The Home Building Geography Index (HBGI) is a quarterly measurement of building conditions across the country and uses county-level information about single- and multifamily permits to gauge housing construction growth in various submarkets.
Key Finding for Q3 2020
- Since the first quarter, the market share for single-family construction in urban core areas fell from 18% to 17.2%. Small metro core and suburb single-family market share increased from 37.7% to 38.2%.
- Apartment construction in large metro core and suburbs fell from 67.1% to 65.2%. Apartment construction in small metro core areas increased in market share from 21% in the first quarter to 22.4% in the third quarter.
- These broader trends have extended to traditional vacation home markets as well. Single-family construction in second-home markets (see Featured Category below) expanded at a 13.6% average rate over the last four quarters compared to a 10.5% pace for other counties.
- Apartment construction in second home markets was up as well — 11.1% compared to a 0.9% decline in other counties.
Featured Category: Second-Home Counties
Total population 17,327,501; 5.4% of total U.S. population
The Q3 2020 rollout of the HBGI, in addition to its usual, region-level classification of counties, features a segmentation of the housing market based on counties with a high concentration of houses that serve as additional residences. Defined as non-rental properties that are not classified as taxpayers’ principal residences, NAHB designates them as “second homes”, with ”high-concentration second-home counties” defined as having more than 15% of their housing units serving such a function.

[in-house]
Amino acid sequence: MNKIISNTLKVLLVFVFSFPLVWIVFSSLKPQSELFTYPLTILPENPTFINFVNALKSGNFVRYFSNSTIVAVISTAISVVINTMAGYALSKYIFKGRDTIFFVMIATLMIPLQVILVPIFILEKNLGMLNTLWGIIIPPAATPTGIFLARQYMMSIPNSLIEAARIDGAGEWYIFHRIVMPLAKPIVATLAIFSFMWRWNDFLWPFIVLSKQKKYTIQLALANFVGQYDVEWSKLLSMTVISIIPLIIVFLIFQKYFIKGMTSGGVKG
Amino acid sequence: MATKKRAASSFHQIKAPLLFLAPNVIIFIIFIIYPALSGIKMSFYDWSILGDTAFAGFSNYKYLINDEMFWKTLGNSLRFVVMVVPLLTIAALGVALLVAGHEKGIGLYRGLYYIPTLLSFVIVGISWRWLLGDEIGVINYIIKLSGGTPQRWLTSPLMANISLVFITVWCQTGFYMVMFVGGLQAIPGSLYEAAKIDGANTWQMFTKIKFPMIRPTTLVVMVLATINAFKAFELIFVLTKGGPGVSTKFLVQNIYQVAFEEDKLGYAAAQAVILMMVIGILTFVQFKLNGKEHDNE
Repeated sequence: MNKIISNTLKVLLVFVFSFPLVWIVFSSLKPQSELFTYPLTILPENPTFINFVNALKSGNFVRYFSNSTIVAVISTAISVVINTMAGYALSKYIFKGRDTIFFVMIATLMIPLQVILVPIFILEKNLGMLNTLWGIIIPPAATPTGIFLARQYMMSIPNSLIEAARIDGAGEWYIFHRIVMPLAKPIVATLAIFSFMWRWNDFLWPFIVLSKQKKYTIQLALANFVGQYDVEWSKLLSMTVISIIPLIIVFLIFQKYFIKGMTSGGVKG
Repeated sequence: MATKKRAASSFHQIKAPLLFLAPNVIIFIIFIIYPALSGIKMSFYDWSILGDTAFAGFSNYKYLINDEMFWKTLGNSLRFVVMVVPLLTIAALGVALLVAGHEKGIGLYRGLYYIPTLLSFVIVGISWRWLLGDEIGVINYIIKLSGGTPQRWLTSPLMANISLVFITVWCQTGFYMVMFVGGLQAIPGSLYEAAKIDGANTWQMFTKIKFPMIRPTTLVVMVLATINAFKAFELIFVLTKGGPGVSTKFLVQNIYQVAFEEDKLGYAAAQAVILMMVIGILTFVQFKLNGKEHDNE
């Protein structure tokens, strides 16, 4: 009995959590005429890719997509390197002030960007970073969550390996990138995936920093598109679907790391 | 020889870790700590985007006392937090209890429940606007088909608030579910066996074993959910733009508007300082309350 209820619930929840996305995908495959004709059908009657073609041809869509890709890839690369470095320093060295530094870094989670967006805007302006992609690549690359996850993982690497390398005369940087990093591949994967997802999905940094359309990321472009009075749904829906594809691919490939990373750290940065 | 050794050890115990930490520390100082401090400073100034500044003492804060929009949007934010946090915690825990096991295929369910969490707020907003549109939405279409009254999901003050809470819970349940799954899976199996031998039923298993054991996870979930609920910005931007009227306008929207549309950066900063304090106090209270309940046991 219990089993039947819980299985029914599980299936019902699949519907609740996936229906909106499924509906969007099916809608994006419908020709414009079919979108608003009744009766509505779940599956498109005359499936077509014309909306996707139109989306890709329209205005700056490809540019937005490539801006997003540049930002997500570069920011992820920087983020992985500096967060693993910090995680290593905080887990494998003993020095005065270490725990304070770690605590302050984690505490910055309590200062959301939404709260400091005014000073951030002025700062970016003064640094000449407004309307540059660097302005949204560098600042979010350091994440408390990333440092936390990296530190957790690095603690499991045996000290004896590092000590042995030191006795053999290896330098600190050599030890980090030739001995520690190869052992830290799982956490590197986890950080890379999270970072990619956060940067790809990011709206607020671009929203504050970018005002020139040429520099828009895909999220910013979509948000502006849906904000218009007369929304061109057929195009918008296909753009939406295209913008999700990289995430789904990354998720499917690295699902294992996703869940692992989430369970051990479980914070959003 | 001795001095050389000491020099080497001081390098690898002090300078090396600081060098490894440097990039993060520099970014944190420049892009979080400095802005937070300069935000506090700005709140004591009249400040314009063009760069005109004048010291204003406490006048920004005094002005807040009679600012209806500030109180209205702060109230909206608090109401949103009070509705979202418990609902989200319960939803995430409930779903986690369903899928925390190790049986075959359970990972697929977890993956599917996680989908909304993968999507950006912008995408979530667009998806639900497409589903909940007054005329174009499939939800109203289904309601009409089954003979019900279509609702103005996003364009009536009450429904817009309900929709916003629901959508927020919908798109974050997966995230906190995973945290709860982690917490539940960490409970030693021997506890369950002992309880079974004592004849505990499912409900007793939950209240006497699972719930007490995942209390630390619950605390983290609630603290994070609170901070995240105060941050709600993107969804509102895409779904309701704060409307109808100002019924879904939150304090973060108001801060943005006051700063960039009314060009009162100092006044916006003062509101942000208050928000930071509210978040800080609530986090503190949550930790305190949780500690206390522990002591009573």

- 9.9% of single-family construction for 3Q20
- 28.4% single-family quarterly growth rate for the 3Q20
- 23.2% single-family year-over-year growth rate (3Q20 vs 3Q19) 13.6% single-family 4-quarter MA of the year-over-year growth rate
- 5.2% of multifamily construction for 3Q20
- 6.3% multifamily quarterly growth rate for the 3Q20
- -16.9% multifamily year-over year growth rate (3Q20 vs 3Q19)
- 11.1% multifamily 4-quarter MA of the year-over-year growth rate
Regional Building Growth Conditions
Starting with the first quarter of 2019, when the Home Building Geography Index was first unveiled, NAHB classified all counties in the U.S. as one of seven regional categories based on population density and regional location. For each area, NAHB tracked single-family and multifamily growth rates (not seasonally adjusted) and market shares. These categories include:
Update to County Populations
Beginning with the second quarter of 2020, NAHB updated the HBGI to use county population estimates from the 2018 5-year American Community Survey (ACS), as opposed to those from the 2016 5-year ACS. This necessitated a reclassification of county-level regional assignments, based on population density-based delineations. The number of counties that changed their urban classifications in large metro areas was minimal. Most of the regional reclassifications occurred to areas of lower population density. Of the 3,142 counties in the original HBGI, less than 140 counties changed regional classification. There were an additional twenty-three counties in Virginia and two counties in Hawaii that had not been classified previously and were combined with other counties per delineations provided by the Bureau of Economic Analysis. With the new Virginia and Hawaii county delineations, the total number of counties in the HBGI is 3,113.
These new population figures will be applied in forthcoming analyses until later years’ ACS population data become available and implemented, for which there will be announcement.
The Home Building Geography Index is the successor to the Leading Market Index (LMI), whose tracking is no longer maintained. The LMI used single-family housing permits, employment, and home prices to measure proximity to a normal economic and housing market. It was calculated for 337 local markets, metropolitan statistical areas (MSAs), as well as the entire country. View an archive of LMI data with its original methodology.